The holiday season may be over, but for many garden centers, Christmas planning and buying for 2017 kicks off at the beginning of the year. As you look back on 2016, consider these ideas we spotted at independent garden centers. They aren’t necessarily new or revolutionary, but they were unexpected and appreciated, and they worked.


Name that tree

Personification can be powerful, especially for kids. After hearing a radio ad about Gale’s Garden Center in Westlake, Ohio, naming their Christmas trees, Garden Center designer Stephanie Antal and her family went to check out the selection. We’ve seen this before at other garden centers, but Antal was excited to show her son the tree names. He picked one named Zoey, which also happens to be the name of his cousin’s dog. Although the tree wasn’t necessarily the best looking on the lot, the name helped finalize their decision, and afterwards, he gave the tree a big hug to welcome it into their home for the holidays.


Festive flocking

Joe’s Garden Center in Galloway, N.J., has been flocking live Christmas trees since the ’70s, but owner Joe Fichetola has seen an uptick in sales this season that he can’t explain. “It kind of went by the wayside for a few years,” Fichetola says. “This year we offered whites, pinks, blues, purples and reds. There was a demand for them again.” In the past, they’ve offered even more hues, from orange and yellow to burgundy and black trees, and next year, he plans to expand the selection again. White remains a best-seller — 85 percent of flocked trees sold are white — and he estimates they moved 130 to 150 flocked trees total this season. Fichetola also flocks wreaths and even grave blankets, as many customers want matching colors for their holiday décor.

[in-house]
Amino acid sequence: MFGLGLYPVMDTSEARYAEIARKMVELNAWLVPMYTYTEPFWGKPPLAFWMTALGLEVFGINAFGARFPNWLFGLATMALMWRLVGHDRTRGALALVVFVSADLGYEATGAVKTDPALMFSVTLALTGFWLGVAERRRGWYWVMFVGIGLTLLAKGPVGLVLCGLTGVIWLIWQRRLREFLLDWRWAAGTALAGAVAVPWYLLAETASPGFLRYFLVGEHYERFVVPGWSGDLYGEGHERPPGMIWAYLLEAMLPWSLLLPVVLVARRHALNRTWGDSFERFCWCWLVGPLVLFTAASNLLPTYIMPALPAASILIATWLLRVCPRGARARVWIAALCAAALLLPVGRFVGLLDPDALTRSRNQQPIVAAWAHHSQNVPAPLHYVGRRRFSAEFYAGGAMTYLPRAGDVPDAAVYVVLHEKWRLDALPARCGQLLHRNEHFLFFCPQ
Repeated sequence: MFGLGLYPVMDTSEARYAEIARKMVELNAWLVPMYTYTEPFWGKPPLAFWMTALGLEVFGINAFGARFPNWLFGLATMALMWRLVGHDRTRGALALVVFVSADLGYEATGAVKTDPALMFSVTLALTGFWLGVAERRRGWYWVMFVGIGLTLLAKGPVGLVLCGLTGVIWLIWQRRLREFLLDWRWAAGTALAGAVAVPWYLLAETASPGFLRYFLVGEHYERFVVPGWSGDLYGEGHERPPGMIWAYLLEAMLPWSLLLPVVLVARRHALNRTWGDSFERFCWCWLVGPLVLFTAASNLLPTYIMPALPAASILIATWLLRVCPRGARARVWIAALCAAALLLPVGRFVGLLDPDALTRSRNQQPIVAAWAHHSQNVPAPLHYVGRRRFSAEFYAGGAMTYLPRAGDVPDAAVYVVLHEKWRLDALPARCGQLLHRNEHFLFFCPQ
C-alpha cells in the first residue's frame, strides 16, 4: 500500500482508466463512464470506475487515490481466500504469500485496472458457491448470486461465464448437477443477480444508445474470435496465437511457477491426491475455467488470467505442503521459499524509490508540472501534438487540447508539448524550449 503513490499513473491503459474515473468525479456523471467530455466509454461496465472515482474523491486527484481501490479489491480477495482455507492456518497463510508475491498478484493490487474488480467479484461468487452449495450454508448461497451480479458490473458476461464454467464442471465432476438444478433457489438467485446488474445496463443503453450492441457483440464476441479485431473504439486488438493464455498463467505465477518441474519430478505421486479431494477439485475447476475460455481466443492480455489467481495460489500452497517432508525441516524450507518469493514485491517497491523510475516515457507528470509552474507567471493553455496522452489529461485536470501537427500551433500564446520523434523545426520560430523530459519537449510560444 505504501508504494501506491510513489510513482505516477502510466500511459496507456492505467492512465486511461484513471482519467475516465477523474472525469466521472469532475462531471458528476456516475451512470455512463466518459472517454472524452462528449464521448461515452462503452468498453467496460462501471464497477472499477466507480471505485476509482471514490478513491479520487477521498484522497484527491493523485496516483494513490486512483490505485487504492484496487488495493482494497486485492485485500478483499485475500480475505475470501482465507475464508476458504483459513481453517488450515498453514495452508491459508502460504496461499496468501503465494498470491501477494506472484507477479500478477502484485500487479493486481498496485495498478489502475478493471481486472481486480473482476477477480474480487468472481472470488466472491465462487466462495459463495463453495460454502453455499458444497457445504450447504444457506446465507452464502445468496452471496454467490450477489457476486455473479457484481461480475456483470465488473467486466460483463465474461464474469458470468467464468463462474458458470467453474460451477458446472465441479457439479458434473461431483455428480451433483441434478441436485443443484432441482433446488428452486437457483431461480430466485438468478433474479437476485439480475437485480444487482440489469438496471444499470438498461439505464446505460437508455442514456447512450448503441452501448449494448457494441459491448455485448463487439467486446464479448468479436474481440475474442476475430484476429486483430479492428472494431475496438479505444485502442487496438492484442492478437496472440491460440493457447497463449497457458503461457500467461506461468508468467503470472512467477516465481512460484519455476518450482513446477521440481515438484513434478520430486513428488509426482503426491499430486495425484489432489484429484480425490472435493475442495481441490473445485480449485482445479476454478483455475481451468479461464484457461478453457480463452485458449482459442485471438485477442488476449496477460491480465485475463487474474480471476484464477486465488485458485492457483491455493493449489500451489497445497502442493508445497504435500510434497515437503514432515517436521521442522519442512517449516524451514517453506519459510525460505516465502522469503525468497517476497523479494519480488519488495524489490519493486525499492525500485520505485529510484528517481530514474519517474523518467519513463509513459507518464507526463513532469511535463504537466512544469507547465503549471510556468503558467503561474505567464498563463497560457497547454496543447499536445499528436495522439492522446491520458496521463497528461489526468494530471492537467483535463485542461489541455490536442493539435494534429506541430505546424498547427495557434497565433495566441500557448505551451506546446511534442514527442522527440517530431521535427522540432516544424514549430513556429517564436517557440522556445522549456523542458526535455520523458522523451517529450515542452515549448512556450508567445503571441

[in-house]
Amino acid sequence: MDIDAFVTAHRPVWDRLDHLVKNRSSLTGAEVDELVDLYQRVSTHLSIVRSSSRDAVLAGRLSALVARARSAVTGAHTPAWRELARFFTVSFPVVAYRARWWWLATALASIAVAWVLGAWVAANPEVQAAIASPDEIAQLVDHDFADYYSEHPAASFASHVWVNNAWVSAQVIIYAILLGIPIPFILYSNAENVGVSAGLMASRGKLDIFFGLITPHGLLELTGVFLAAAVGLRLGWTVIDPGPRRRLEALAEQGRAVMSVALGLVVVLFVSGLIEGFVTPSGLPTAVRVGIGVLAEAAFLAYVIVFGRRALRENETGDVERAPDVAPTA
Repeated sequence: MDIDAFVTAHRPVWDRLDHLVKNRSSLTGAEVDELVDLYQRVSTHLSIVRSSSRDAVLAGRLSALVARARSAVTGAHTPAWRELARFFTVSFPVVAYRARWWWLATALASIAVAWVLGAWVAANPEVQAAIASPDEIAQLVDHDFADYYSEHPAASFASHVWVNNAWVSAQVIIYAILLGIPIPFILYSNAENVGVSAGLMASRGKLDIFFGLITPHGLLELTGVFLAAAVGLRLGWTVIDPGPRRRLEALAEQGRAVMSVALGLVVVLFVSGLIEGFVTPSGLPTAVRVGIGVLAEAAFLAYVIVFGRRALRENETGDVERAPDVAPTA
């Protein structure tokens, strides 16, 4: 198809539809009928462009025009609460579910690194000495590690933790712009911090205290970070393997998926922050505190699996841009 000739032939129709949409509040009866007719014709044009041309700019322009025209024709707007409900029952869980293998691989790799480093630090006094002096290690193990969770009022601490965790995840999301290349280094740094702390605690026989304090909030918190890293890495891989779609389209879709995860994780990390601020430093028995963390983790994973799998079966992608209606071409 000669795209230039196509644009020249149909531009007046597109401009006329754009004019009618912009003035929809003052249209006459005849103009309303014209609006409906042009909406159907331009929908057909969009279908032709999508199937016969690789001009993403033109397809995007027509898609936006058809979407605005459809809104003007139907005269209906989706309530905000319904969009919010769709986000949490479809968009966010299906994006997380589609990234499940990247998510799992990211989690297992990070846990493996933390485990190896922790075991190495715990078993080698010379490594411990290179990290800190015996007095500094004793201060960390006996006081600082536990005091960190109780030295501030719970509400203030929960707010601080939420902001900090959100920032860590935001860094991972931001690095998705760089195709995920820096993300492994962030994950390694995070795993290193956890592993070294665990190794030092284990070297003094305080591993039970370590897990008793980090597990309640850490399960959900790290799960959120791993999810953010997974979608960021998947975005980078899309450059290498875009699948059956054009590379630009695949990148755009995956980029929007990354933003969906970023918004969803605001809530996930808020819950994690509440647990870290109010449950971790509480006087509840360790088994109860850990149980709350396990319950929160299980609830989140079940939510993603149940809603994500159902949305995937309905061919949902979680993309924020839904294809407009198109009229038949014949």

Bremec gives free ornaments (right) to customers who purchase a tree.

Stellar service

Just for fun, we visited both a big box and a local garden center, Bremec on the Heights in Cleveland Heights, Ohio, to compare the Christmas tree offerings on a sunny Saturday after Thanksgiving. The trees at the box store were stacked on top of one another, leaning against wood panels, making it difficult to shop and compare trees. Although staff were friendly and helpful, they couldn’t stick around with you long enough to help you examine the trees. At Bremec, trees were organized in rows and suspended by ropes so customers could twirl them and see all sides. Trees included color-coded tags indicating price and size, as well. It was easy to find someone to take the tree down, trim the stump, carry it and secure it on your car. At checkout, customers who purchased trees also received a free ornament.